Which hats do you wear? Please feel free to leave comments. For a longer, serious article on this subject, go to ComposeCreate.com

Music and Synaesthesia

I have written before about synaesthesia and how it effects me personally, and relates to my experience of music, both playing and listening to it.

Synaesthesia is a physiological ‘condition’ (I hesitate to use this word, as I am in no way disabled by it), which literally means “a fusion of the senses”. Its incidence is considered to be about one in every two thousand people, though it may be far commoner, since its “sufferers” do not regard it as a condition for which they should seek help from a psychologist or neurologist. It is more common in women than in men. Musical synaesthesia is “one of the most common [forms], and perhaps the most dramatic” (Oliver Sacks). It is not known whether it is more common in musicians or musical people, but musicans are more likely to be aware of it. I have always had it, and until quite recently, I assumed that everyone else had it. It was only at dinner one evening, when I revealed that Monday is always red, Thursday is a brownish-mauve, and the key of B-flat major is sea-green, and my friends looked at me slightly askance and declared “You’re nuts, Fran!”, that I realised I was one of the one in two thousand….

From quite an early age, I suspect I was aware that my brain assigned individual colours to the musical keys – just as it does for letters of the alphabet, days of the week, months of the year, numbers etc. It seemed perfectly normal to me. I have met other synaesthetes, including those who share my particular version of the condition, though our ‘colour schemes’ are never identical. My particular colour scheme is unchanging: A is always red, no matter what background it is set against or in what context; F major is always a dusky mauve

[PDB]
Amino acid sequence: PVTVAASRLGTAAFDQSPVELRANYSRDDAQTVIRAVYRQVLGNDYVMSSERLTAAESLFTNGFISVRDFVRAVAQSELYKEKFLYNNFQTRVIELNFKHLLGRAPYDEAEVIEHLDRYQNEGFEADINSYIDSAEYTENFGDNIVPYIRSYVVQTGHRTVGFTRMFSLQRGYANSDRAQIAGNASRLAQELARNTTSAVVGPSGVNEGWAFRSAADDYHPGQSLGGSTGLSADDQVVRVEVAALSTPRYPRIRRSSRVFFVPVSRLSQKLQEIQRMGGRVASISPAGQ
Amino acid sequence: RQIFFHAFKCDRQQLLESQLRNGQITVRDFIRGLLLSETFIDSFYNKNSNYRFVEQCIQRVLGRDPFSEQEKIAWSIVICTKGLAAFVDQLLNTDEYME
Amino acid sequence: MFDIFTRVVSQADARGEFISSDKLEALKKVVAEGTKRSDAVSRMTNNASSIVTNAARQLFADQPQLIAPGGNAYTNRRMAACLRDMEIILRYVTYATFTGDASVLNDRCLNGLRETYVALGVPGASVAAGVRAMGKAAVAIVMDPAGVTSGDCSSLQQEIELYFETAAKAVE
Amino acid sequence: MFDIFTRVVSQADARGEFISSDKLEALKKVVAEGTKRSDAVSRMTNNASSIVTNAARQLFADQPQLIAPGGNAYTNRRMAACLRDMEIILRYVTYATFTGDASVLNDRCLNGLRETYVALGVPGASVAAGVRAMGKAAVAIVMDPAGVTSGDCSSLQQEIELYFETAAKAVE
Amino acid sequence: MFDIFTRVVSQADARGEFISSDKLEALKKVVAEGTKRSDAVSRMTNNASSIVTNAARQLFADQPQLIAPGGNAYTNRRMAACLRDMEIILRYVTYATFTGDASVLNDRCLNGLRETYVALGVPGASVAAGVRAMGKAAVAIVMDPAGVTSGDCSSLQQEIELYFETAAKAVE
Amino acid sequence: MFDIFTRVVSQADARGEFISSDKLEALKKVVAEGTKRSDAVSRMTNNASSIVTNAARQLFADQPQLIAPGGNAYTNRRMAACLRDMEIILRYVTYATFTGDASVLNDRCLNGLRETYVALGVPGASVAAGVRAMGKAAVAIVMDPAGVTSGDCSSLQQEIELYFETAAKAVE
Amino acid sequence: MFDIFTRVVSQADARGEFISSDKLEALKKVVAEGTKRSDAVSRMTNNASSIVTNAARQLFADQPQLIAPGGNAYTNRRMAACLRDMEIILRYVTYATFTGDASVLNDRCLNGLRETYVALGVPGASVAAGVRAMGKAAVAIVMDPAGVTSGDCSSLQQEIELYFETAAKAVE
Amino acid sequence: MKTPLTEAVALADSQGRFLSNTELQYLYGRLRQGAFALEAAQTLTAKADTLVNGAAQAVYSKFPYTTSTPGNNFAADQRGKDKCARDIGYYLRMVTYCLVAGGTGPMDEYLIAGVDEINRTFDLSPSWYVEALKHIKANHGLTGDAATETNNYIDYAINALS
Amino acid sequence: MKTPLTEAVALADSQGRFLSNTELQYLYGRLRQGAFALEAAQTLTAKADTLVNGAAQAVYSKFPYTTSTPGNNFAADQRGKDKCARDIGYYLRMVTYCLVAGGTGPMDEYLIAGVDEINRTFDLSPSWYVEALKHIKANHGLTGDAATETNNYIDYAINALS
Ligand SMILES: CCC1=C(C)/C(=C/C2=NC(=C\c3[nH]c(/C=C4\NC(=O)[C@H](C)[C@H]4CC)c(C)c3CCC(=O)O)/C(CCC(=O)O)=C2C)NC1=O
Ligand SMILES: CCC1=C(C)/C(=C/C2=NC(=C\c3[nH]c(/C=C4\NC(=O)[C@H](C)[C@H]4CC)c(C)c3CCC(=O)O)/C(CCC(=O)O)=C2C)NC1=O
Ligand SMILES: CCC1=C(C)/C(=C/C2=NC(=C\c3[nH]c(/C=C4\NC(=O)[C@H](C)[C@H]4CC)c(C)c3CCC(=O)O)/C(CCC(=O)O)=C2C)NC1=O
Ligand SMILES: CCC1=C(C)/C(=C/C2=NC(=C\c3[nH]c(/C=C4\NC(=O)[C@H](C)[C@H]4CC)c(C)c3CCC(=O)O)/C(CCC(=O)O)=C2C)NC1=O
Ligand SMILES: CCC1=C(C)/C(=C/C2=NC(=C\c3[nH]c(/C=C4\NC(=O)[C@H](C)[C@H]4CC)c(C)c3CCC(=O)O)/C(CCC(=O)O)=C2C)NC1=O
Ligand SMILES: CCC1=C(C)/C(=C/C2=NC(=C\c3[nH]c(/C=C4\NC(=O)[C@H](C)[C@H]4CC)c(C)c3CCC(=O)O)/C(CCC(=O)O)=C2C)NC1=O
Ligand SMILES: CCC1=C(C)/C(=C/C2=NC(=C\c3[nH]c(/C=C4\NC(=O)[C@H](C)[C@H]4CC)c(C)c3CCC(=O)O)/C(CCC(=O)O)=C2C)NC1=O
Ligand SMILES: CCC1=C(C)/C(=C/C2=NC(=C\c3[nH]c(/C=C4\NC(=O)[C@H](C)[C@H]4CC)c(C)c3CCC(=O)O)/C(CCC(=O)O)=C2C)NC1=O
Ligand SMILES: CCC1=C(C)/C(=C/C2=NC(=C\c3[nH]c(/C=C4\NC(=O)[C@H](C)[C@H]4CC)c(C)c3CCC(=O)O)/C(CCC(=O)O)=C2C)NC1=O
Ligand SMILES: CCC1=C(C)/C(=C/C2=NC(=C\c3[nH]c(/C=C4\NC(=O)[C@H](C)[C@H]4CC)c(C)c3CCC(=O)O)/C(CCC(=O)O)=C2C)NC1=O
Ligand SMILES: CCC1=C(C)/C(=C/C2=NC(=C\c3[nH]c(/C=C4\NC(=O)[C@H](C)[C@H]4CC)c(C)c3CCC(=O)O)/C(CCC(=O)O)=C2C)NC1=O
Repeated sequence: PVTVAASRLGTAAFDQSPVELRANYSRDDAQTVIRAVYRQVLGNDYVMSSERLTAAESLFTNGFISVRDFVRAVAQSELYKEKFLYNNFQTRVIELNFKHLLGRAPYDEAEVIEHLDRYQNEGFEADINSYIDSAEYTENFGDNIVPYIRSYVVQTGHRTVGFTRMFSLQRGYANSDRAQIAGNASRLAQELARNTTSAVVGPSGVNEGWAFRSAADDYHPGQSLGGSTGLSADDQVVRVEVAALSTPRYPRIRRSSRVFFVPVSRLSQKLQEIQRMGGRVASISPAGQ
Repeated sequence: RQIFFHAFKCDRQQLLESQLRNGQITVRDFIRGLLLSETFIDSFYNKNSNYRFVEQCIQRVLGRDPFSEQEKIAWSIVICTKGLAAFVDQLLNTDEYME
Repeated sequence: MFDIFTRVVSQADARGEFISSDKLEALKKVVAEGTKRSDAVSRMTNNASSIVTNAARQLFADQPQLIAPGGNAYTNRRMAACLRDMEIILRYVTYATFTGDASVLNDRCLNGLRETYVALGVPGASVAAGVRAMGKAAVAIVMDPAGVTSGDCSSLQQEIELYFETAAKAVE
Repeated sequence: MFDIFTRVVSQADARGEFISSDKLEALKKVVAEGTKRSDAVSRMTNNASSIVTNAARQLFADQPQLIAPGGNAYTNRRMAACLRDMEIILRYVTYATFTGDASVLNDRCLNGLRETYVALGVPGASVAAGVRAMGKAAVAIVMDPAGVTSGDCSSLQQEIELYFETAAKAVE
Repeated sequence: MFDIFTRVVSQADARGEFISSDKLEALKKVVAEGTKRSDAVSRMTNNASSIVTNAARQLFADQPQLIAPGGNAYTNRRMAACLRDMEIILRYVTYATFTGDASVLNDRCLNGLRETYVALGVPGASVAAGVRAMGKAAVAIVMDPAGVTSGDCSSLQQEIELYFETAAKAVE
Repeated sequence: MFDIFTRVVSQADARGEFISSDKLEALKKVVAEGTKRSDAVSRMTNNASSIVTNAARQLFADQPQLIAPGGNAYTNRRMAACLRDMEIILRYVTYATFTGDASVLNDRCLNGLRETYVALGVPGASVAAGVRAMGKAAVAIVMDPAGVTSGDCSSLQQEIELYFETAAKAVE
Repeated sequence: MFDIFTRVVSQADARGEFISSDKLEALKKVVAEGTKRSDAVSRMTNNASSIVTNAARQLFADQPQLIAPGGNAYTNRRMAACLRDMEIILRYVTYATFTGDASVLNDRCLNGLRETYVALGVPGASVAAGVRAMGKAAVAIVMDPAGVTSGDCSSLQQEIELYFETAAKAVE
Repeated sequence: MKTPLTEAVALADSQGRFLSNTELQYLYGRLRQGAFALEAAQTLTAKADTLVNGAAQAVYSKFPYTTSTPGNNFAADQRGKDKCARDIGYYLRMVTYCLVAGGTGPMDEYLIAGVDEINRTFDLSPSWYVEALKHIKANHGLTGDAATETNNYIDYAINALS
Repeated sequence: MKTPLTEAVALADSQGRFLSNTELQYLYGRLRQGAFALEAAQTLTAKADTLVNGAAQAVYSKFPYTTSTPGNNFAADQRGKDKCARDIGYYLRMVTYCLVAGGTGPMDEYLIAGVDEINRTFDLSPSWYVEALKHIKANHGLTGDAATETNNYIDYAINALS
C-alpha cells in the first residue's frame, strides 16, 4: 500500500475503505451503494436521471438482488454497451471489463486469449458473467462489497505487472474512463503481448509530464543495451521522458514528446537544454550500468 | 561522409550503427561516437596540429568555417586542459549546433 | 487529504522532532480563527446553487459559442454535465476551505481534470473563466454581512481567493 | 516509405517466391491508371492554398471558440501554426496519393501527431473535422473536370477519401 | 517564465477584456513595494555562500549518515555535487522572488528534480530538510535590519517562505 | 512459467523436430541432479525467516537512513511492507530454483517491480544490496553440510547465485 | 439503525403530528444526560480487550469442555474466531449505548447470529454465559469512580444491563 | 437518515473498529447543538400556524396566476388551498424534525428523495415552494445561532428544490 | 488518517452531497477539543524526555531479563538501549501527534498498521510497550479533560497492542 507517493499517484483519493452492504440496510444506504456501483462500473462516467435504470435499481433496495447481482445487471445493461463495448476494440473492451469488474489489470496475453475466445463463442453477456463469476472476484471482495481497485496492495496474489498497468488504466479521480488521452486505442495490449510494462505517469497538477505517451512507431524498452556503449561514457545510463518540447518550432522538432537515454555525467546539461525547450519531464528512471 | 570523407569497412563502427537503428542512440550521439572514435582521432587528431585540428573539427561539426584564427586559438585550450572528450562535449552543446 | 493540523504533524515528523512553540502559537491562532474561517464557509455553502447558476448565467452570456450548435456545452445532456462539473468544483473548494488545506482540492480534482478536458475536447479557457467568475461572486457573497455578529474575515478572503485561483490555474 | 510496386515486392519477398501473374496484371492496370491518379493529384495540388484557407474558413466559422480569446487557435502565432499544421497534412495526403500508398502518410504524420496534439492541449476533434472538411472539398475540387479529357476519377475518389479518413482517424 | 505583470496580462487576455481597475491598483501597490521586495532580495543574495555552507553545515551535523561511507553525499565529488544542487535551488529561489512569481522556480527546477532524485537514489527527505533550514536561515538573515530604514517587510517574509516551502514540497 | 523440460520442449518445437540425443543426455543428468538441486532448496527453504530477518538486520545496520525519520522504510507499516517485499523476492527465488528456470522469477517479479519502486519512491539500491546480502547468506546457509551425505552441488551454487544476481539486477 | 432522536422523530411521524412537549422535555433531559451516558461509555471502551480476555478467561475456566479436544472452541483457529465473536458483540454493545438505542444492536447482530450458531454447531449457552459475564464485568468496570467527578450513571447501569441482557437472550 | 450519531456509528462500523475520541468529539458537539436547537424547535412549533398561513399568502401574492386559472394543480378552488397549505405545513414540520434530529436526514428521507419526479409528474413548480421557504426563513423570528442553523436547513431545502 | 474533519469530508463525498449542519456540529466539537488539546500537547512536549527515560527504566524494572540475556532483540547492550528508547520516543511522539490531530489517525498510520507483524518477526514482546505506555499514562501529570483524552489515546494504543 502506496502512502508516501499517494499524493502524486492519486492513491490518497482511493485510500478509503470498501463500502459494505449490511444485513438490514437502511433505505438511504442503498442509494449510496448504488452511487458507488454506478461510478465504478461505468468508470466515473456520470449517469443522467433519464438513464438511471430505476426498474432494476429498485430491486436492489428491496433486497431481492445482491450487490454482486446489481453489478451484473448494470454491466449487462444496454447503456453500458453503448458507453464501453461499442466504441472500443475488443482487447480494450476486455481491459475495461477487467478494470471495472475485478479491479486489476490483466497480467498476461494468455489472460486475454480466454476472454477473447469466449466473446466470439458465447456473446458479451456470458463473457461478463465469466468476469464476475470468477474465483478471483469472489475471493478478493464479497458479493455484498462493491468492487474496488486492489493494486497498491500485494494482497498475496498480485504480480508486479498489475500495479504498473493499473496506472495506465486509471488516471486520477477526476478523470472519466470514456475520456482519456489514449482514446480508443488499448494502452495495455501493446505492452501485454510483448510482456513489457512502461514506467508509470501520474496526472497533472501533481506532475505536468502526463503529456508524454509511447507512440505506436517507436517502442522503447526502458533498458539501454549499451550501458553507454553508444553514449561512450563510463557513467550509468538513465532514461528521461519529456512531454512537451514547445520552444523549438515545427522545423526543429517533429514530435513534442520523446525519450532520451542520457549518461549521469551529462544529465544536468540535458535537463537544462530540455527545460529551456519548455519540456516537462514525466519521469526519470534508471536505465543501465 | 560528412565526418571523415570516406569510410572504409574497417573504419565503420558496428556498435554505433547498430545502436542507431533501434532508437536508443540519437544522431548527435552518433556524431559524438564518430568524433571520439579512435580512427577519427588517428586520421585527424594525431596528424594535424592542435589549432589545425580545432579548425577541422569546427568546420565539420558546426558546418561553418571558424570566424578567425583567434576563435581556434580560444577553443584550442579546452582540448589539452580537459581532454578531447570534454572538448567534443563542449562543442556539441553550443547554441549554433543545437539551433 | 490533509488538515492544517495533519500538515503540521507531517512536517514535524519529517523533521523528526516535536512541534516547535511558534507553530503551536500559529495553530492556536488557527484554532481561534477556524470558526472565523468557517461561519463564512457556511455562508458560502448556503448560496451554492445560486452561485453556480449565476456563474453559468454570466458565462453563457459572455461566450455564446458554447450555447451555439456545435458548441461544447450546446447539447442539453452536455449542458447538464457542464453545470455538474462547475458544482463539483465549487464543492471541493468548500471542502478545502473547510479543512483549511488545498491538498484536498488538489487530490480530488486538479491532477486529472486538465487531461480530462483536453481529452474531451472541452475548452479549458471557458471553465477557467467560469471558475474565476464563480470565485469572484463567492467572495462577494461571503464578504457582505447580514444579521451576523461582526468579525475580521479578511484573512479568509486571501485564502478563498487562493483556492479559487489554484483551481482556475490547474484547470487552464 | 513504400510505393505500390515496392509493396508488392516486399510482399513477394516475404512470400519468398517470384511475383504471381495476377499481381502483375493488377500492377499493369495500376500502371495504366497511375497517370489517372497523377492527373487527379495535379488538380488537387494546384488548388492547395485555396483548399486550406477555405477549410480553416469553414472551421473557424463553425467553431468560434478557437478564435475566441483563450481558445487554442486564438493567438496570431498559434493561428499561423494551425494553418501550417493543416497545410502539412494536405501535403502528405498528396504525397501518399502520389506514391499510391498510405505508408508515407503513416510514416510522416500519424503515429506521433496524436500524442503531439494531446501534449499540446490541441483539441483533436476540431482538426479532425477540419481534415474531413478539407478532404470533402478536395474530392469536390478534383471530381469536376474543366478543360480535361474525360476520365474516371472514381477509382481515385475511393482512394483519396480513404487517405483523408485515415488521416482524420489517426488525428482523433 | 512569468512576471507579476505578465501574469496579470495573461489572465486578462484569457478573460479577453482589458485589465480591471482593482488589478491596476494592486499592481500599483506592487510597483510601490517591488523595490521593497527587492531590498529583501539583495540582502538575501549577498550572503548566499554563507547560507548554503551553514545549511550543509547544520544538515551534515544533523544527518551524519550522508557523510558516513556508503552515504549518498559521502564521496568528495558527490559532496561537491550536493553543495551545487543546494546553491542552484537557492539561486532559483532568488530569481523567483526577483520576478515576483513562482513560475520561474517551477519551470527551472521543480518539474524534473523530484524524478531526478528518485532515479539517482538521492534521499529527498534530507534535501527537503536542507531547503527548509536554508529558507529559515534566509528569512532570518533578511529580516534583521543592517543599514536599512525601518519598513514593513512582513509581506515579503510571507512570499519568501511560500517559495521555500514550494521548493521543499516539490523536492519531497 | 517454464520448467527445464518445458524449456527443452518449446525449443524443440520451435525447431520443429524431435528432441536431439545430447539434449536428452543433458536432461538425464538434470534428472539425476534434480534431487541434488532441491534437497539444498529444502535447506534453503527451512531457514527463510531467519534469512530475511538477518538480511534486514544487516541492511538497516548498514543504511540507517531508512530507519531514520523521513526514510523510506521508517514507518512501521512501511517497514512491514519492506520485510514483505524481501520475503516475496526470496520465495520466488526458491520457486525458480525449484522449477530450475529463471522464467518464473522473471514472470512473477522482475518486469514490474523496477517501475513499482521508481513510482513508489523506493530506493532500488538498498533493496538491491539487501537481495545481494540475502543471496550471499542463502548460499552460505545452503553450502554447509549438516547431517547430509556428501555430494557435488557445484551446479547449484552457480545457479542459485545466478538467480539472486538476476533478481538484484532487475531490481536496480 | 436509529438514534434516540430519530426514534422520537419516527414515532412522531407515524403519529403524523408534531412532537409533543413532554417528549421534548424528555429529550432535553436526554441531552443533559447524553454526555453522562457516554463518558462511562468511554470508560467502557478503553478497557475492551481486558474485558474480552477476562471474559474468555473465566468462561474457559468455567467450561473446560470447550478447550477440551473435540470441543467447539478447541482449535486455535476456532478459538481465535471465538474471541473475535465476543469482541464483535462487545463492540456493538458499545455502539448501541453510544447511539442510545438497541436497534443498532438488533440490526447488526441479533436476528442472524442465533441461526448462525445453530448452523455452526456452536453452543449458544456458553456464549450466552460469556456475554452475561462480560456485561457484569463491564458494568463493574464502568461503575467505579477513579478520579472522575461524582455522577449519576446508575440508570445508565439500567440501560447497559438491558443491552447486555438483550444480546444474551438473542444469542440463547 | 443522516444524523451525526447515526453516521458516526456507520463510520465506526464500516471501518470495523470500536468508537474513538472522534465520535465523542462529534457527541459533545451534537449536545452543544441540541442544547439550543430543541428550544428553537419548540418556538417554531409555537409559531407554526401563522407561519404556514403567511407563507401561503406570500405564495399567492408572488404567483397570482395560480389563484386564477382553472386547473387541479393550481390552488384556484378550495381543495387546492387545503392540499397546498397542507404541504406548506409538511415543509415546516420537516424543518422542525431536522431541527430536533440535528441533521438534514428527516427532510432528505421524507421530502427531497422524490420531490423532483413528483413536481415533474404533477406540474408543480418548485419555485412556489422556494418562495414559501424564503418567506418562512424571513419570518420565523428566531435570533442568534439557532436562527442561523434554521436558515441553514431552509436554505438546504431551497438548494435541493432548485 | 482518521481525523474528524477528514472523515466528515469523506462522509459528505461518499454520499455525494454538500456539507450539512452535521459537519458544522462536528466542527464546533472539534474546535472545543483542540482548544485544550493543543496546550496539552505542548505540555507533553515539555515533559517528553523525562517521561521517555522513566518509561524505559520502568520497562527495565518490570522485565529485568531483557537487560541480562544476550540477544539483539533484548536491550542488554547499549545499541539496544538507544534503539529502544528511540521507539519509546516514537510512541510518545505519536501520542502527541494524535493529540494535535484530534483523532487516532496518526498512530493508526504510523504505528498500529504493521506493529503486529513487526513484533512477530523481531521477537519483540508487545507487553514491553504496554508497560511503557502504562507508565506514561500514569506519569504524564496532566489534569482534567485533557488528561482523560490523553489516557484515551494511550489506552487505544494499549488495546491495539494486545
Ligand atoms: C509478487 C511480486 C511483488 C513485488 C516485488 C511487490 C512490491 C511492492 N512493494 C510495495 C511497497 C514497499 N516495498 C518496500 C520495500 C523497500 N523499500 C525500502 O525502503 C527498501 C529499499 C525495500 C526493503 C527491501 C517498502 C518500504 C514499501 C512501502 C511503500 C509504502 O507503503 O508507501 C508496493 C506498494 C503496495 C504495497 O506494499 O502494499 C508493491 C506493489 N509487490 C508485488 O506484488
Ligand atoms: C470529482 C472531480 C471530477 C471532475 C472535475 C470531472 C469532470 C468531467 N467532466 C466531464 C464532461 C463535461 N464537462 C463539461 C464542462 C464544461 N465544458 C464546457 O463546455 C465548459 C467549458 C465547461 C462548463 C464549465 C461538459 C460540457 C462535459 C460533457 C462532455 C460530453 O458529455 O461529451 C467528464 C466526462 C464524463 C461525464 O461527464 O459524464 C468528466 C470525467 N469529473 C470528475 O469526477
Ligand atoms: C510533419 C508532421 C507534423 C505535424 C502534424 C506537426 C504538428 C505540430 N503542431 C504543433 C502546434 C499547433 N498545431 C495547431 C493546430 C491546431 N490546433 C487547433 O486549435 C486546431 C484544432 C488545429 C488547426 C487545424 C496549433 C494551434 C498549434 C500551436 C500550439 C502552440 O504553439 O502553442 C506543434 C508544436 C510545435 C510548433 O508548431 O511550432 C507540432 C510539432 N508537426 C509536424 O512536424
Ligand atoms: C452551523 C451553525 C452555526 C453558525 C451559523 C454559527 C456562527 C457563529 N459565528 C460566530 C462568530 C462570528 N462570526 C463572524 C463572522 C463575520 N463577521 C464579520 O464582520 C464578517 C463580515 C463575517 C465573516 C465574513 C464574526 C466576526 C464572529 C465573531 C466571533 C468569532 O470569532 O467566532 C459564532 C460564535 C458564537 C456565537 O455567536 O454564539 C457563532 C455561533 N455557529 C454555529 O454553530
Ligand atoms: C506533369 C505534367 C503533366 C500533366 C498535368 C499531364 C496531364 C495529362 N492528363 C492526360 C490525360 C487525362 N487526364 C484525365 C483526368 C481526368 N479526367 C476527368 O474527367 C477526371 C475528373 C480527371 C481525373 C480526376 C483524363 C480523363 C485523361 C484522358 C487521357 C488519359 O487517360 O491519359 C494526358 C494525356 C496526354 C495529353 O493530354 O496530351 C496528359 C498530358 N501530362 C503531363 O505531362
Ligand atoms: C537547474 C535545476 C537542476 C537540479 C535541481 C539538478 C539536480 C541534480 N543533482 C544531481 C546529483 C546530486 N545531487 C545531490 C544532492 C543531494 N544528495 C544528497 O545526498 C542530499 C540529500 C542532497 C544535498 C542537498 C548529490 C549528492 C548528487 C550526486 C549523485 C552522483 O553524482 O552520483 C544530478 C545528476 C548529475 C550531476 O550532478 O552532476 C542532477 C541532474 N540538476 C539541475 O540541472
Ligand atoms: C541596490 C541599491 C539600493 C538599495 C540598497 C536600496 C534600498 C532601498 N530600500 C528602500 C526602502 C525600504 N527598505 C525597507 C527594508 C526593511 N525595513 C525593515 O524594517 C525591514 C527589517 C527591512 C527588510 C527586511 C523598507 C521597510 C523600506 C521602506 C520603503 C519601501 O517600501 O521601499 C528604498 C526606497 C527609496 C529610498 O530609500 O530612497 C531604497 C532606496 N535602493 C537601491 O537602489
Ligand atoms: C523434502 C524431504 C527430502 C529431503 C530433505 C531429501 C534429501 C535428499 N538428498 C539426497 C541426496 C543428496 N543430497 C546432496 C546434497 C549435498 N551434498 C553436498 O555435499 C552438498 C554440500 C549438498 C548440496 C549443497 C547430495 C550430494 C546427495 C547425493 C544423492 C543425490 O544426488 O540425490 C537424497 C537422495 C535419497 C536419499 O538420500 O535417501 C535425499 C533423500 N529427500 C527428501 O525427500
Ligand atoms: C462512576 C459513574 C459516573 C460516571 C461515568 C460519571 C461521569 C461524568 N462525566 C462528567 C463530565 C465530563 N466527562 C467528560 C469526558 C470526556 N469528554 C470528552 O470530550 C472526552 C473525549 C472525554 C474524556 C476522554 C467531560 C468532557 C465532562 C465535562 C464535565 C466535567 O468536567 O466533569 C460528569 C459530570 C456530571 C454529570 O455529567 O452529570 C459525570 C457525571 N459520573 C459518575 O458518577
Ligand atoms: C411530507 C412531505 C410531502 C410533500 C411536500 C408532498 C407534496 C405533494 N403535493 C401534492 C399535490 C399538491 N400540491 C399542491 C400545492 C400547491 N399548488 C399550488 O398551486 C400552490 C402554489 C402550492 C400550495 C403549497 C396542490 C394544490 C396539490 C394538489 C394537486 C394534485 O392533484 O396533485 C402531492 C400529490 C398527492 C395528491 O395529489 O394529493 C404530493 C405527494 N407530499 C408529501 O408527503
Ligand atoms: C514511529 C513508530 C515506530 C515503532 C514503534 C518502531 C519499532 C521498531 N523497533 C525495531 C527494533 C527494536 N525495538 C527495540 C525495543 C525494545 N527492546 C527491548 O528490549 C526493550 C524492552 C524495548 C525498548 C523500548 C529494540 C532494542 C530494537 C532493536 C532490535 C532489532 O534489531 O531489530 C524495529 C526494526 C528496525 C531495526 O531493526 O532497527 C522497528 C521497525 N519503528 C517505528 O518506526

As a musician, this makes for an interesting experience. At concerts, even if I do not know what key the piece is in, the music will conjure up colours in my head. And when I am playing music, the score is most definitely not black and white: chromatic passages, in particular, are extremely vivid and colourful. When I am working, I do not add my synaesthetic colours to the score – this would only add to all the other annotations that are scribbled on my music. But I am always aware of the colour scheme as I am working, and it definitely informs my practising.

A quick browse of the internet threw up some interesting articles, including colour analyses of some of Beethoven’s music, including the Kreutzer Sonata and the Pathetique. However, these are not the work of a synaesthete; rather a means of mapping the music in a more visual, easy-to-follow way.

Some facts about synaesthesia:

  • The most common form of synaesthesia is the experience of colours linked to letters and numbers (‘grapheme-colour’ synaesthesia), which is what I have.